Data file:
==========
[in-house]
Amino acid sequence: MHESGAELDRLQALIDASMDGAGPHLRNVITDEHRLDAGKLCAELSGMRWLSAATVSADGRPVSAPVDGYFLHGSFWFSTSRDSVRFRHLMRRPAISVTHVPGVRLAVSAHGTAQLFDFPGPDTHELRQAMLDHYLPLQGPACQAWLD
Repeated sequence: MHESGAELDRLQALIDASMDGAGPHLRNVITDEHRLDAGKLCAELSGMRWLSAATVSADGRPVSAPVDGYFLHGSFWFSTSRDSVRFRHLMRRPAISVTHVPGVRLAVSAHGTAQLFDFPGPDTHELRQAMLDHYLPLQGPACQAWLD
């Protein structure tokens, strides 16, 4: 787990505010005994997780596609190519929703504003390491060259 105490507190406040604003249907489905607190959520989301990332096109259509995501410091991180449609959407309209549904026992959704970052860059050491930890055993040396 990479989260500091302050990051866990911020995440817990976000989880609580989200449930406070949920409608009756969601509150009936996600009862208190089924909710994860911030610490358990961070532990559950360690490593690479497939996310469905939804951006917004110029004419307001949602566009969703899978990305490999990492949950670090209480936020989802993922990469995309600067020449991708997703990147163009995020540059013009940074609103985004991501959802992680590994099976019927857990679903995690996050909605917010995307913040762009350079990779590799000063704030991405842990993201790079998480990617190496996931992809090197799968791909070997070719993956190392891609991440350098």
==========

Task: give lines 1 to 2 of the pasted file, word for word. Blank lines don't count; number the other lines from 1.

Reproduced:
[in-house]
Amino acid sequence: MHESGAELDRLQALIDASMDGAGPHLRNVITDEHRLDAGKLCAELSGMRWLSAATVSADGRPVSAPVDGYFLHGSFWFSTSRDSVRFRHLMRRPAISVTHVPGVRLAVSAHGTAQLFDFPGPDTHELRQAMLDHYLPLQGPACQAWLD